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23 responses to “S&P Global Slams Dominion for Gas Plants”

  1. LarrytheG Avatar

    I think there can be fair criticism of Dominion on various issues but you gotta give them credit – they do KNOW HOW to make money!

    I mean look.. they get to add profit from coal ash cleanup. They got to keep the overcharges and the tax rebates and they get to charge ratepayers outrageous prices for solar and wind!

    And I think they are betting big on gas because of the impetus to build more solar and wind – just as in California’s case -they went big on wind/solar but they did not prepare for how electricity would be generated when wind/solar were not available. It’s got to come from gas.

    So all these eastern states going to more and more wind/solar – they’re going to go to PJM when they need gas – and that’s where Dominion is planning on becoming the “go-to” provider of gas-generated electricity!

    Is that true? I don’t know but I DO KNOW that Dominion, for all of it’s supposed faults – DOES KNOW how to make money!!!

  2. When S&P says, “Dominion plans on adding at least eight gas plants with a generating capacity of 3,700 megawatts by 2033,” I assume that it gets its figures from Dominion’s Integrated Resource Plan (IRP).

    If that assumption is correct, then Dominion’s “plan” is really a forecast based on various scenarios outlined in detail in the IRP. So, I’m not sure what the cause for alarm is. If the demand projects prove overly optimistic, Dominion will scale back its construction plans.

    1. LarrytheG Avatar

      What keeps Dominion from building gas plants that will sell electricity to PJM?

      and playing Devil’s Advocate. Virginia is NOT an exporter of electricity, they are a net importer of electricity. http://www.virginiaplaces.org/energy/#one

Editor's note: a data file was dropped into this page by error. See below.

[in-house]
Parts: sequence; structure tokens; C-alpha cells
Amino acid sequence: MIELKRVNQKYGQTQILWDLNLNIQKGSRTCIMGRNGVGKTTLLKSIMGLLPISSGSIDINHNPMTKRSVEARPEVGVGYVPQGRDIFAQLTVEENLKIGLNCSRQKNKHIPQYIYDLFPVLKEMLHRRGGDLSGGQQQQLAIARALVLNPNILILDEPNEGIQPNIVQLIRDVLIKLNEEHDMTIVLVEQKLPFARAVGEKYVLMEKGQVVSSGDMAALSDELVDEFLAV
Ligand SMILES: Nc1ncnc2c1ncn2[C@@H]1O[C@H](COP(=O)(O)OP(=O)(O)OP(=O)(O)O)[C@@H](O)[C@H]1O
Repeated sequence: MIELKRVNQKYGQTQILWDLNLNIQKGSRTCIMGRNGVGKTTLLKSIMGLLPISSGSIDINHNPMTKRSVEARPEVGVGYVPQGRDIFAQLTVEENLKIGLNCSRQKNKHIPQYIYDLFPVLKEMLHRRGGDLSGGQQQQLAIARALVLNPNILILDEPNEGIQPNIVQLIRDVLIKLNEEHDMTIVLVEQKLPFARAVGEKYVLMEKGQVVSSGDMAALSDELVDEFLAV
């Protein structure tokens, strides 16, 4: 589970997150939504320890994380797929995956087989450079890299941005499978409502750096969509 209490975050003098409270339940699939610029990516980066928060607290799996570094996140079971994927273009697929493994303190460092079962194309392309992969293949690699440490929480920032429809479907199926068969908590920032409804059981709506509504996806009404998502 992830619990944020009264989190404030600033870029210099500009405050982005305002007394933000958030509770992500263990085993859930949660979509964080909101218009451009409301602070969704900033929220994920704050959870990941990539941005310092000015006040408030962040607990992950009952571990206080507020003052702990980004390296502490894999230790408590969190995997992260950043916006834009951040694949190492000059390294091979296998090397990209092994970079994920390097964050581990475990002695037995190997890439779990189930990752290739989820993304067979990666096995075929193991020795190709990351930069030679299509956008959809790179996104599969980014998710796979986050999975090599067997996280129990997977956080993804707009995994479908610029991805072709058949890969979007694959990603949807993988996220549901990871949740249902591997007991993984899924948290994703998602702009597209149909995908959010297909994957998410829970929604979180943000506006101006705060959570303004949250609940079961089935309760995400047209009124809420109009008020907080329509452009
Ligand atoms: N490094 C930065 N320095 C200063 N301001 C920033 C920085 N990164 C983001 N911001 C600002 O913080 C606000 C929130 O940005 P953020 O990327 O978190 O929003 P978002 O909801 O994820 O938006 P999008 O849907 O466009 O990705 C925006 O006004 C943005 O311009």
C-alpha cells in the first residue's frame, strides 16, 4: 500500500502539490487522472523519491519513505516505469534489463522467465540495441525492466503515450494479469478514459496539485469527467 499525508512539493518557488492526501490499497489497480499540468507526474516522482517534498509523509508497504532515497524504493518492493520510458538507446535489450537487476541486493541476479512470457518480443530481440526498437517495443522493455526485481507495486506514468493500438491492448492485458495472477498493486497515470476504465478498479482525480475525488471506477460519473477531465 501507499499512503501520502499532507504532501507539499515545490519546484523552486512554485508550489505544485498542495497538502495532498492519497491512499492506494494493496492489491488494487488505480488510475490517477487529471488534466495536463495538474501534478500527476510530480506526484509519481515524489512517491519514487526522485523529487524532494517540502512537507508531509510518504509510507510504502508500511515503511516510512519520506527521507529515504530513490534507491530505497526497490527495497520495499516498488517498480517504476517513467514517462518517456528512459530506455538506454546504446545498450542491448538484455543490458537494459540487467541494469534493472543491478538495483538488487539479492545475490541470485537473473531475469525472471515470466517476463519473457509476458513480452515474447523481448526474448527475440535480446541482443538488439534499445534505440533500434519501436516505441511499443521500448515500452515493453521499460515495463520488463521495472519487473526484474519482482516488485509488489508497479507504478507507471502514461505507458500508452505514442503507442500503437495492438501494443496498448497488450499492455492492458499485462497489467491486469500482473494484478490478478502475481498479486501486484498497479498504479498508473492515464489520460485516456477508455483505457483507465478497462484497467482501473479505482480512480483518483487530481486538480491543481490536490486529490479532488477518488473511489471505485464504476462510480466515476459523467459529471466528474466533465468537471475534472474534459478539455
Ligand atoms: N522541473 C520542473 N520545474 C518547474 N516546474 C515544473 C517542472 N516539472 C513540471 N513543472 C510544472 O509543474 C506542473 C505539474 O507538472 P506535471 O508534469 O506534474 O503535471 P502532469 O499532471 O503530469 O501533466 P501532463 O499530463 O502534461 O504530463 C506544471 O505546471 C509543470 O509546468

3. Peter Galuszka Avatar
    Peter Galuszka

    Jim, I forgot to mention that on Wednesday dominion dropped RFP for some gas capacity. Don’t know details.

  4. Jane Twitmyer Avatar
    Jane Twitmyer

    AND following the S&PGlobal report Dominion announced ti “suspended a Request For Proposals that targeted up to 1.500MWs of dispatchable peak capacity in Virginia territory, which observers said woudl have likely resulted in natural gas additions.”
    The RFP was put out in November for ‘balancing’ renewables. And yes, these ‘peakers’ were in the IRP.

    So glad Dominion has finally listened to someone. Several of us have pointed out that there are lots of other way to deal with peak demand, in addition to the inflated demand projections. Alternatives start with efficiency, demand response, and storage, especially since by 2025 storage will beat gas ‘peakers’ on price every time.

    Another way to meet peak demand is the combination of rooftop solar and offshore wind. The wind kicks up just as the output from solar declines in the late afternoon.

    The proposal sure looked like a way to pick up the demand for natural gas to continue to justify the ACP after the removal from the IRP of 2 regular gas plants. Now that it is clear that demand is not rising as Dominion had predicted, and that the IT corporate demand is firmly committed to 100% renewable energy only, maybe the pipeline itself should be reconsidered.

    The export price differential is declining too. Pulling the RFP looks like a good move. RMI predicts new gas plants risk becoming stranded assets. It’s time to take another look at the pipeline.

  5. LarrytheG Avatar

    re: peak demand – how do you meet peak demand when wind/solar are not producing enough – like at night?